When Will You Need Root Canal Therapy?
What we commonly call “having a root canal” is simply a task that Dr. Nash can do right in his office. It is actually a very good thing and can prevent much more severe problems later, not only within your teeth but throughout your body.
The pulp deep inside your teeth can become infected. At that point, if left unchecked, it can not only kill the tooth completely, but spread elsewhere.
It is important to Dr. Nash and his staff that their patients take their oral health seriously, and learn to take care of their teeth at home, but sometimes something like this will crop up.
How Will I Know I Need This Procedure?
Simple. You’ll have a toothache. If, between your annual or semi-annual exam, you feel a tooth begin to throb and find it very painful, you should be seen as soon as possible. You may also feel some swelling in the jaw area around the tooth.
The pain is indicative of the infection attacking the pulp within your tooth and killing it. Like any other infection, if left untreated, it will most likely become much worse before it gets better.
Dr. Nash and his staff are very experienced with root canal therapy and can easily, and without much or any pain at all, take care of this for you. With today’s modern dental offices the equipment can make it a relatively simple job.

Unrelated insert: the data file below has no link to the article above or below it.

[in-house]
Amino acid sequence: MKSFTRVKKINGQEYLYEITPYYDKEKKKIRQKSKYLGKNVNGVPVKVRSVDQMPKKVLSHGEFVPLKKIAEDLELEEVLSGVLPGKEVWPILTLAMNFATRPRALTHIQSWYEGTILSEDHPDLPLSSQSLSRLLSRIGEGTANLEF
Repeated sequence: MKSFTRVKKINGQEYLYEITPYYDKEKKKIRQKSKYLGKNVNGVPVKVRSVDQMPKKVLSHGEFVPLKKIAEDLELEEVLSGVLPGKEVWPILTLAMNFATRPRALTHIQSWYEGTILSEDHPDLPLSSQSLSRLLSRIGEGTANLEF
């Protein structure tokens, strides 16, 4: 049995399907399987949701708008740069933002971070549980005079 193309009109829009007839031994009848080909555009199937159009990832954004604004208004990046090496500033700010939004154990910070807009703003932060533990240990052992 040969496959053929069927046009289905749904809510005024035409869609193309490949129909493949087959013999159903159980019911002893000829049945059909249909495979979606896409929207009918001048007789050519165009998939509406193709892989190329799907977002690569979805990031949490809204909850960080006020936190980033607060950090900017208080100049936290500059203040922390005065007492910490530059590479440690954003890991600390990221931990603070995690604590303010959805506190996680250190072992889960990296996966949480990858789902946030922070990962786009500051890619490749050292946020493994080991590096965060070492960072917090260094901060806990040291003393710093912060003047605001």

Your dentist may also see a problem developing when he or she reviews your regular check-up x-rays.
What, Exactly, is the Dental Treatment?
Treating an infection in the root canal is essentially a two-step procedure. First you will be numbed to ensure your comfort and to relieve the pain.
Next, Dr. Nash will drill into the tooth and remove the offending pulp and hence the infection. During a root canal, the nerves will be removed from the tooth as well. The empty area will now be filled with medicine and a filler material which can vary.
After the canal is cleaned and filled again, it is important to have a crown made to cover the cusps of the tooth. This will help strengthen and protect the tooth in the future.
A mold will be made and you will wear a temporary crown until the new one is applied.
If necessary, pain medications may be recommended for a day or two after ward.